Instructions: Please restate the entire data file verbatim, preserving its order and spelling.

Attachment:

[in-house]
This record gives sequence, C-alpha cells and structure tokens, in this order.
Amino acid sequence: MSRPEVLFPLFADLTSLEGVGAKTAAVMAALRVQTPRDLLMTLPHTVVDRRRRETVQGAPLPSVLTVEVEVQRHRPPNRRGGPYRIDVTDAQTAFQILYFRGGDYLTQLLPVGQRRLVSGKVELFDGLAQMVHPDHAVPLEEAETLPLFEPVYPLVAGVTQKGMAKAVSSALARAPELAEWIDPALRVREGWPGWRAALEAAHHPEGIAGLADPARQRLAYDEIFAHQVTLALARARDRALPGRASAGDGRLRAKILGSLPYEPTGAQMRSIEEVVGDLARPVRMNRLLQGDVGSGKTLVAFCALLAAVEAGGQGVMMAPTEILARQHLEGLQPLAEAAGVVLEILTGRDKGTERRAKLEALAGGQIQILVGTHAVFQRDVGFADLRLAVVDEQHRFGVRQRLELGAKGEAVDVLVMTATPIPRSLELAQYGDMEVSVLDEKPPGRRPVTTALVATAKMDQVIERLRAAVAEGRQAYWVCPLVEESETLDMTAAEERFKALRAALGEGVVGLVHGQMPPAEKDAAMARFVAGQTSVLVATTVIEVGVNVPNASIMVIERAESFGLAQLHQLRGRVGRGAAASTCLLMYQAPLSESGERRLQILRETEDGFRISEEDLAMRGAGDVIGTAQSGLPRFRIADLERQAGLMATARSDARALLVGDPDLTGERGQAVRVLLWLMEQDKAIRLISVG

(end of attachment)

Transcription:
[in-house]
This record gives sequence, C-alpha cells and structure tokens, in this order.
Amino acid sequence: MSRPEVLFPLFADLTSLEGVGAKTAAVMAALRVQTPRDLLMTLPHTVVDRRRRETVQGAPLPSVLTVEVEVQRHRPPNRRGGPYRIDVTDAQTAFQILYFRGGDYLTQLLPVGQRRLVSGKVELFDGLAQMVHPDHAVPLEEAETLPLFEPVYPLVAGVTQKGMAKAVSSALARAPELAEWIDPALRVREGWPGWRAALEAAHHPEGIAGLADPARQRLAYDEIFAHQVTLALARARDRALPGRASAGDGRLRAKILGSLPYEPTGAQMRSIEEVVGDLARPVRMNRLLQGDVGSGKTLVAFCALLAAVEAGGQGVMMAPTEILARQHLEGLQPLAEAAGVVLEILTGRDKGTERRAKLEALAGGQIQILVGTHAVFQRDVGFADLRLAVVDEQHRFGVRQRLELGAKGEAVDVLVMTATPIPRSLELAQYGDMEVSVLDEKPPGRRPVTTALVATAKMDQVIERLRAAVAEGRQAYWVCPLVEESETLDMTAAEERFKALRAALGEGVVGLVHGQMPPAEKDAAMARFVAGQTSVLVATTVIEVGVNVPNASIMVIERAESFGLAQLHQLRGRVGRGAAASTCLLMYQAPLSESGERRLQILRETEDGFRISEEDLAMRGAGDVIGTAQSGLPRFRIADLERQAGLMATARSDARALLVGDPDLTGERGQAVRVLLWLMEQDKAIRLISVG